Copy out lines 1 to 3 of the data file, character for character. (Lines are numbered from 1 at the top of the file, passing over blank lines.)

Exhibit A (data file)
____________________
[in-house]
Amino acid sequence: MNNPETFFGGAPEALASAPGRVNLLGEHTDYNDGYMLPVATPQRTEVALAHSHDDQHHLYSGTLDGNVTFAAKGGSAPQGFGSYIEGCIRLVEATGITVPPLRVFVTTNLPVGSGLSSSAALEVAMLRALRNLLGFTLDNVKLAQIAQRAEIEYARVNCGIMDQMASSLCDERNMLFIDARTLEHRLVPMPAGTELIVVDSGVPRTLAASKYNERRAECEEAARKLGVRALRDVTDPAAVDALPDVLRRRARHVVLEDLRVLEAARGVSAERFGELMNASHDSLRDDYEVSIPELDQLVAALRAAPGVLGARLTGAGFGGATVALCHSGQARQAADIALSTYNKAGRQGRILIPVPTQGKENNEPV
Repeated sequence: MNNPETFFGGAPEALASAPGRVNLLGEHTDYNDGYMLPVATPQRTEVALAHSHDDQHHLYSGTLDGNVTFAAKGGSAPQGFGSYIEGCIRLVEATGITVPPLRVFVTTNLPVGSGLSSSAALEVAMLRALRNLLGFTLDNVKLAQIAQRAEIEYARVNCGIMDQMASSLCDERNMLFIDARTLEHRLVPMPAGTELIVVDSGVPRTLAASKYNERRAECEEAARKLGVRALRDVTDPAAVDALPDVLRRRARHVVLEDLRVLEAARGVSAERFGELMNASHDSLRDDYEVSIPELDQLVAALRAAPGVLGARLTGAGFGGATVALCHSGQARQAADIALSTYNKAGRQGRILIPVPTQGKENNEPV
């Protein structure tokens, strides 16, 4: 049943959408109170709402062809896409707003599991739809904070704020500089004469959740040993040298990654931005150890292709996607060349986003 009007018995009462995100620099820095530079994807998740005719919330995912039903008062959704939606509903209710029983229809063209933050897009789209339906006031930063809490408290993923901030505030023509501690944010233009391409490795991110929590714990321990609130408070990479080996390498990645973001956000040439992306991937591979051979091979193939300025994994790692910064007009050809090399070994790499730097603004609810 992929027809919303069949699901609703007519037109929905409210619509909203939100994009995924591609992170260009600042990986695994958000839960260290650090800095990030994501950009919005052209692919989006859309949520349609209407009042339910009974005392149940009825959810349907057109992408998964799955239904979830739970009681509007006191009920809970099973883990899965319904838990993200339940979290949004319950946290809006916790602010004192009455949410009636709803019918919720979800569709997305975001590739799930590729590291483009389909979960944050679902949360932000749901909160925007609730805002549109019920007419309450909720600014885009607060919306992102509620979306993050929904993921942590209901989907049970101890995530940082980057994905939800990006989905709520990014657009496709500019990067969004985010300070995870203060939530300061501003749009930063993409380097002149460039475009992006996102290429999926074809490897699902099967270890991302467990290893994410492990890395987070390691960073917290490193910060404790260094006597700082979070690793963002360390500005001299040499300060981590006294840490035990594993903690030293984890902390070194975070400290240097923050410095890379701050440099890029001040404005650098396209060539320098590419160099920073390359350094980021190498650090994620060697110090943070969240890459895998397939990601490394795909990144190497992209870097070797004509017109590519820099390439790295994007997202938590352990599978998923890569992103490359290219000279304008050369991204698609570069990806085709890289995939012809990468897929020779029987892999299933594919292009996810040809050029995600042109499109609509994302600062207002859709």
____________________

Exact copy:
[in-house]
Amino acid sequence: MNNPETFFGGAPEALASAPGRVNLLGEHTDYNDGYMLPVATPQRTEVALAHSHDDQHHLYSGTLDGNVTFAAKGGSAPQGFGSYIEGCIRLVEATGITVPPLRVFVTTNLPVGSGLSSSAALEVAMLRALRNLLGFTLDNVKLAQIAQRAEIEYARVNCGIMDQMASSLCDERNMLFIDARTLEHRLVPMPAGTELIVVDSGVPRTLAASKYNERRAECEEAARKLGVRALRDVTDPAAVDALPDVLRRRARHVVLEDLRVLEAARGVSAERFGELMNASHDSLRDDYEVSIPELDQLVAALRAAPGVLGARLTGAGFGGATVALCHSGQARQAADIALSTYNKAGRQGRILIPVPTQGKENNEPV
Repeated sequence: MNNPETFFGGAPEALASAPGRVNLLGEHTDYNDGYMLPVATPQRTEVALAHSHDDQHHLYSGTLDGNVTFAAKGGSAPQGFGSYIEGCIRLVEATGITVPPLRVFVTTNLPVGSGLSSSAALEVAMLRALRNLLGFTLDNVKLAQIAQRAEIEYARVNCGIMDQMASSLCDERNMLFIDARTLEHRLVPMPAGTELIVVDSGVPRTLAASKYNERRAECEEAARKLGVRALRDVTDPAAVDALPDVLRRRARHVVLEDLRVLEAARGVSAERFGELMNASHDSLRDDYEVSIPELDQLVAALRAAPGVLGARLTGAGFGGATVALCHSGQARQAADIALSTYNKAGRQGRILIPVPTQGKENNEPV